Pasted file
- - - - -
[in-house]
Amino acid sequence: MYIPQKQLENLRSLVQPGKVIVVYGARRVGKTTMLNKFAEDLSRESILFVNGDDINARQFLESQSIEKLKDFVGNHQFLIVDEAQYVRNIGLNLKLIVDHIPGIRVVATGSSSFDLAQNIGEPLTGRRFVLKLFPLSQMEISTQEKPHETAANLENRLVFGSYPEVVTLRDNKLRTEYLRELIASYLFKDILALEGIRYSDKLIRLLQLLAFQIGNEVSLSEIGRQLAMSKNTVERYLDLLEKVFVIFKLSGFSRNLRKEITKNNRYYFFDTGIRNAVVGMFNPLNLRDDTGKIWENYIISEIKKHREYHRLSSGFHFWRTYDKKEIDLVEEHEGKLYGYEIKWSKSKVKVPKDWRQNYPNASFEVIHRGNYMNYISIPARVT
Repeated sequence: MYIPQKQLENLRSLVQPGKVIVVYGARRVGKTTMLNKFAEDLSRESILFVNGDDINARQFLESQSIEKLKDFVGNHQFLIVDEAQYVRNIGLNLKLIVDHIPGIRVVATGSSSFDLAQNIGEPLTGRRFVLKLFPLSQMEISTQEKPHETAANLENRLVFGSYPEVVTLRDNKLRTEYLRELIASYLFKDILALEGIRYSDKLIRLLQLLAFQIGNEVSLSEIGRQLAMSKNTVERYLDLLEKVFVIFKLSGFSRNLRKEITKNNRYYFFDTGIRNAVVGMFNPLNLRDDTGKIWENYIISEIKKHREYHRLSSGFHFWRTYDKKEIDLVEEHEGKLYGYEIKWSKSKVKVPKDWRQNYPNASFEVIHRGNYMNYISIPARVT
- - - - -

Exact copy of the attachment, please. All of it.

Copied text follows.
[in-house]
Amino acid sequence: MYIPQKQLENLRSLVQPGKVIVVYGARRVGKTTMLNKFAEDLSRESILFVNGDDINARQFLESQSIEKLKDFVGNHQFLIVDEAQYVRNIGLNLKLIVDHIPGIRVVATGSSSFDLAQNIGEPLTGRRFVLKLFPLSQMEISTQEKPHETAANLENRLVFGSYPEVVTLRDNKLRTEYLRELIASYLFKDILALEGIRYSDKLIRLLQLLAFQIGNEVSLSEIGRQLAMSKNTVERYLDLLEKVFVIFKLSGFSRNLRKEITKNNRYYFFDTGIRNAVVGMFNPLNLRDDTGKIWENYIISEIKKHREYHRLSSGFHFWRTYDKKEIDLVEEHEGKLYGYEIKWSKSKVKVPKDWRQNYPNASFEVIHRGNYMNYISIPARVT
Repeated sequence: MYIPQKQLENLRSLVQPGKVIVVYGARRVGKTTMLNKFAEDLSRESILFVNGDDINARQFLESQSIEKLKDFVGNHQFLIVDEAQYVRNIGLNLKLIVDHIPGIRVVATGSSSFDLAQNIGEPLTGRRFVLKLFPLSQMEISTQEKPHETAANLENRLVFGSYPEVVTLRDNKLRTEYLRELIASYLFKDILALEGIRYSDKLIRLLQLLAFQIGNEVSLSEIGRQLAMSKNTVERYLDLLEKVFVIFKLSGFSRNLRKEITKNNRYYFFDTGIRNAVVGMFNPLNLRDDTGKIWENYIISEIKKHREYHRLSSGFHFWRTYDKKEIDLVEEHEGKLYGYEIKWSKSKVKVPKDWRQNYPNASFEVIHRGNYMNYISIPARVT